For all its faults, and its inclination to distract us with images and memes, Facebook allows us to share words on a scale and at a speed as never before. This joined up writing has a power we are only now playing with. The power of connection and shared meaning. My knowledge of you comes through the words you choose and the order you place them in. My knowledge of myself comes through the words I choose and the order I place them in. We should choose our words carefully. If we want to use our new found power responsibly.

The fine line between bravery and foolhardiness.

I love walking in mountains on my own. There is something about relying on your own experience and competence under pressure that is incredibly rewarding. But it takes very little to switch from feeling like a hero to feeling like a chump.

A couple of years ago I climbed a pair of Munros, Ben Vorlich and Stuc a' Chroin, in winter. Visibility dropped to about ten yards above 2,000 ft but to begin with navigation up Ben Vorlich and along the ridge between the two hills was pretty easy. However the gully that the path was meant to take up Stuc a' Chroin was blocked by a huge snow cornice. There appeared to be a track heading round to the SW so I decided to follow this on the oh so often erroneous assumption that if others had followed it "it must be ok".

It wasn't. I ended up crawling up this slippy, crumbly, near vertical gully clinging on with everything I had. It got to a point where I could see no route above me but did not want to reverse because of the very real risk of slipping off the hill and down into the glen. There was no mobile signal that side of the hill and a very real chance that if I did fall my body would not be found until the next stalking season!

Needless to say I did make it up, eventually having to squeeze my way past a smaller cornice than the one that had blocked the main route. But I felt considerably chastened. In fact I was so rattled that I made a schoolboy error navigating on the top ending up heading in the same wrong direction—twice!

Why am I telling you all this? It struck me that the same fine balance between hero and chump faces us at work. The choice between playing safe and taking a risk. Heading out on our own or staying with others in the valley.

The whole point of taking risks is that it can go wrong. There are no guarantees that things will work out. All you can do is prepare the best you can and keep your wits about you.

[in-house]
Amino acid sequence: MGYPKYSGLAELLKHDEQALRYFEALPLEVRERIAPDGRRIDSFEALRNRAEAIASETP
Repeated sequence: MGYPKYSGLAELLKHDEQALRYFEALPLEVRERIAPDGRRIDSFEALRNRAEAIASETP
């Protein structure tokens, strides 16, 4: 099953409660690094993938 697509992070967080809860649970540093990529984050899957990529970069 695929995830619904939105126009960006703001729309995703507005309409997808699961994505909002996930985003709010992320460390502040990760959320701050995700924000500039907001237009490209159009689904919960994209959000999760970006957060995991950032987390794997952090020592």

At least at work there is more chance of having a mobile signal!


When I played in bands, and we were trying to write songs, someone would come up with what they thought was an original chord sequence or riff and someone else would say "that reminds me of...", or "that's just like..." and we'd have to start again.

When I first began going out with girls I remember being plagued by images of how you "should" kiss your partner, with a catalogue of choices from scenes from famous films running through my mind and significantly reducing my chances of passionate spontaneity.

At work the pernicious combination of "best practice" and case studies places huge pressure on people to copy what has been done before and avoid the risk of originality. Fitting in with the familiar is so much easier than breaking ranks.

But originality is your USP. It's what will differentiate you from increasingly capable artificial intelligence. Replicable order used to be the ultimate goal of the well trained employee but it will soon become the preserve of bots. Simply mimicking what has worked before is too easy.

Originality is our most important skill and one we all need to cultivate. Start practicing as soon as you can!

The joy of reading

I am currently reading three books on the Kindle app on my iPhone and iPad, umpteen "real books", and an Audible book. These are mostly non-fiction so I find I can quite easily parallel read, and in fact often benefit from doing so. Audio books take more concentration and so I tend to stick to one of those at a time. But then I do also listen to a lot of podcasts!

Contrary to popular opinion this is not in spite of the internet it is because of it. I get to find out about so many great books through my network, podcasts, and the ever wonderful Brain Pickings.

New technology makes it easier to find, buy, and consume, great writing and world changing ideas. Dumbing down isn't inevitable — it's a choice.